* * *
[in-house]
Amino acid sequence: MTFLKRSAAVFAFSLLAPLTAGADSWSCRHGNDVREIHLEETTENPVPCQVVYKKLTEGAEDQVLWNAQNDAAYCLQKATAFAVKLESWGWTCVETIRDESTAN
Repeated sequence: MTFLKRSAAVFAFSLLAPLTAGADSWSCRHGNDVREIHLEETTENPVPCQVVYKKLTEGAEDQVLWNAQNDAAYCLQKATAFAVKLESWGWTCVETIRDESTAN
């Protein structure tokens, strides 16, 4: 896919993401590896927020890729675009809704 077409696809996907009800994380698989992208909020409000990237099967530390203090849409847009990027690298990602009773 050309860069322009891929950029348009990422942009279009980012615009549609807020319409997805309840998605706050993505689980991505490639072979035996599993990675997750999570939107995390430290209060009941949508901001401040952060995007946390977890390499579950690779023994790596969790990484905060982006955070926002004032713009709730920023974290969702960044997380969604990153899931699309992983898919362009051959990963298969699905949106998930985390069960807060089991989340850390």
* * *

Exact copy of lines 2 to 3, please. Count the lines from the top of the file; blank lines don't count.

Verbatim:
Amino acid sequence: MTFLKRSAAVFAFSLLAPLTAGADSWSCRHGNDVREIHLEETTENPVPCQVVYKKLTEGAEDQVLWNAQNDAAYCLQKATAFAVKLESWGWTCVETIRDESTAN
Repeated sequence: MTFLKRSAAVFAFSLLAPLTAGADSWSCRHGNDVREIHLEETTENPVPCQVVYKKLTEGAEDQVLWNAQNDAAYCLQKATAFAVKLESWGWTCVETIRDESTAN